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commitment to the good friday agreement. in recent days from the brexiteers such as dan hannan, and owen paterson and kate hoey have questioned whether the agreement is fit for purpose. it was the good friday agreement in 1998 that effectively ended the troubles and set principles of the power—sharing government here. but today the british and irish governments have both in strong terms at at high levels said they are committed to that agreement. thank you for that update. the parents of a seriously ill little boy have lost a life support treatment fight with doctors. specialists at alder hey children's hospital in liverpool had asked a high courtjudge to allow them to stop providing life support treatment to 21—month—old alfie evans. our correspondent charlotte gallagher is at the high court. tell us a bit more about the case and what happened today. alfie evans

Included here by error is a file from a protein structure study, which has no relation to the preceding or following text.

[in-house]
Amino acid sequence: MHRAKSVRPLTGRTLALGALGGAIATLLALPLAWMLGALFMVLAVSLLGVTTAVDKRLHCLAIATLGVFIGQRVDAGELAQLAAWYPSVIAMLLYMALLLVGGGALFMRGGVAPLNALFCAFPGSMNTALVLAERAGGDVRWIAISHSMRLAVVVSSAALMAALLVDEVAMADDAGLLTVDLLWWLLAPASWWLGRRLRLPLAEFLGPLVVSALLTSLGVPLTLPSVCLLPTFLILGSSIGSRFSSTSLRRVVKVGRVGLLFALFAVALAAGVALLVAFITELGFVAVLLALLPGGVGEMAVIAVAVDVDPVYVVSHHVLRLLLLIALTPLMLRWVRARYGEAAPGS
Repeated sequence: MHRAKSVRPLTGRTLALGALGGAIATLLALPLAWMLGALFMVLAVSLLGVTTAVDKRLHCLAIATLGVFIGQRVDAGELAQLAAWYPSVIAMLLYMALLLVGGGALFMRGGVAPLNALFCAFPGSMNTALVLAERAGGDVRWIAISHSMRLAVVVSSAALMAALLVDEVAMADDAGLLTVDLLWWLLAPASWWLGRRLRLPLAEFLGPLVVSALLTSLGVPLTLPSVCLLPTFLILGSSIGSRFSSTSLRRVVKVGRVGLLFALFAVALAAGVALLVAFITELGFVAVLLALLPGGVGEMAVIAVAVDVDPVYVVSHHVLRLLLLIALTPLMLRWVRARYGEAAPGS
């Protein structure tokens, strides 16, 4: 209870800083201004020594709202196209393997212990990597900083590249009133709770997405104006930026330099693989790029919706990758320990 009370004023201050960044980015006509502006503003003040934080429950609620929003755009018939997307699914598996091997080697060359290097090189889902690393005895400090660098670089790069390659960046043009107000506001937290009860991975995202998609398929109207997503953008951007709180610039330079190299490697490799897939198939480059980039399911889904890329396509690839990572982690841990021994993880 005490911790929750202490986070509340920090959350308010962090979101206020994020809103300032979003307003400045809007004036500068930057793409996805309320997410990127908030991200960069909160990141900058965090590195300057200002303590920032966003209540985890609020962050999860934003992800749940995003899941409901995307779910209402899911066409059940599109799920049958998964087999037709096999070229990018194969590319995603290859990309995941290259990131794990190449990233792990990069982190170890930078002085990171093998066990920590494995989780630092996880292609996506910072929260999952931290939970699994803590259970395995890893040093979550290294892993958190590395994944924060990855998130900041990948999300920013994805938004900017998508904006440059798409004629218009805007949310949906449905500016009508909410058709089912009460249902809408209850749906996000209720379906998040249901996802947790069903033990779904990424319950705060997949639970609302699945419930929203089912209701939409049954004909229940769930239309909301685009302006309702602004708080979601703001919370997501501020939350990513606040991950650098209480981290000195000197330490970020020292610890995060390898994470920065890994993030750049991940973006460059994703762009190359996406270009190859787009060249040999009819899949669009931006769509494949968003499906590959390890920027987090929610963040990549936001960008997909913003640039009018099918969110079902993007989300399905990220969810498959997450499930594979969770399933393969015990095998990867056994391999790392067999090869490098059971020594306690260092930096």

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is just 21 months old but he has spent much of his life at the children's hospital in liverpool. he has a neurological condition which is to generative and getting worse, it is not going to get better. doctors do not actually know what is wrong with him, it has no official diagnosis. they came to the high court today, alder hey hospital, because they want to withdraw life support from alfie. they say continuing to treat him would be inhumane and futile. well his pa rents inhumane and futile. well his parents strongly disagree with this. the hospitals they offered cannot see 01’ the hospitals they offered cannot see or feel and cannot hear. but his pa rents see or feel and cannot hear. but his parents insist that he responds to them when they see him and he reacts to them. thejudge them when they see him and he reacts to them. the judge today came down on the side of alder hey hospital saying he had reviewed evidence from different medical experts who all agree that this condition is just not treatable. it is fatal. after the ruling his father spoke outside of court and was very distressed by what had been served. this is not